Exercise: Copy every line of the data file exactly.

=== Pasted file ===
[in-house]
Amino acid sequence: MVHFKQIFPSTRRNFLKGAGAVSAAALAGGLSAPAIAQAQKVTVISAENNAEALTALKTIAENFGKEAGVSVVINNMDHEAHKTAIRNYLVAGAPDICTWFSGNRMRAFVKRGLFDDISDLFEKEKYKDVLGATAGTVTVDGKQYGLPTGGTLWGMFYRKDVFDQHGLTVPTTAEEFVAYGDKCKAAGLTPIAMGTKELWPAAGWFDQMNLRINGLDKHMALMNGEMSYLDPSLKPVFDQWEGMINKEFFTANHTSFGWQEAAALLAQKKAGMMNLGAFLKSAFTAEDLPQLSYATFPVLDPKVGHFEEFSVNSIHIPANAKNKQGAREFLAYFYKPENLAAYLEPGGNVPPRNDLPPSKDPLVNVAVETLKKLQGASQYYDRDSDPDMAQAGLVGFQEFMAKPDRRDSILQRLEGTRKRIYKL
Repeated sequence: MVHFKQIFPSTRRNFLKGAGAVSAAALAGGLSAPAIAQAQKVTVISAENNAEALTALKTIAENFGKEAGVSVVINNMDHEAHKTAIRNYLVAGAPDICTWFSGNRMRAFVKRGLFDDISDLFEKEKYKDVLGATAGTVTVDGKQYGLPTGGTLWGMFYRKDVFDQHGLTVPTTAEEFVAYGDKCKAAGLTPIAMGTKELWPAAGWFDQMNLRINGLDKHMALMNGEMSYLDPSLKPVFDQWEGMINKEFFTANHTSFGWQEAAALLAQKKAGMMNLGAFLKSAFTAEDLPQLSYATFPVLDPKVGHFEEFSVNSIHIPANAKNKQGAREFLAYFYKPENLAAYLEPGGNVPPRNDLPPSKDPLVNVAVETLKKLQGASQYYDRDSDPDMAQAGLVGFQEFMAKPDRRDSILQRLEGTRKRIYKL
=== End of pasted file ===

[in-house]
Amino acid sequence: MVHFKQIFPSTRRNFLKGAGAVSAAALAGGLSAPAIAQAQKVTVISAENNAEALTALKTIAENFGKEAGVSVVINNMDHEAHKTAIRNYLVAGAPDICTWFSGNRMRAFVKRGLFDDISDLFEKEKYKDVLGATAGTVTVDGKQYGLPTGGTLWGMFYRKDVFDQHGLTVPTTAEEFVAYGDKCKAAGLTPIAMGTKELWPAAGWFDQMNLRINGLDKHMALMNGEMSYLDPSLKPVFDQWEGMINKEFFTANHTSFGWQEAAALLAQKKAGMMNLGAFLKSAFTAEDLPQLSYATFPVLDPKVGHFEEFSVNSIHIPANAKNKQGAREFLAYFYKPENLAAYLEPGGNVPPRNDLPPSKDPLVNVAVETLKKLQGASQYYDRDSDPDMAQAGLVGFQEFMAKPDRRDSILQRLEGTRKRIYKL
Repeated sequence: MVHFKQIFPSTRRNFLKGAGAVSAAALAGGLSAPAIAQAQKVTVISAENNAEALTALKTIAENFGKEAGVSVVINNMDHEAHKTAIRNYLVAGAPDICTWFSGNRMRAFVKRGLFDDISDLFEKEKYKDVLGATAGTVTVDGKQYGLPTGGTLWGMFYRKDVFDQHGLTVPTTAEEFVAYGDKCKAAGLTPIAMGTKELWPAAGWFDQMNLRINGLDKHMALMNGEMSYLDPSLKPVFDQWEGMINKEFFTANHTSFGWQEAAALLAQKKAGMMNLGAFLKSAFTAEDLPQLSYATFPVLDPKVGHFEEFSVNSIHIPANAKNKQGAREFLAYFYKPENLAAYLEPGGNVPPRNDLPPSKDPLVNVAVETLKKLQGASQYYDRDSDPDMAQAGLVGFQEFMAKPDRRDSILQRLEGTRKRIYKL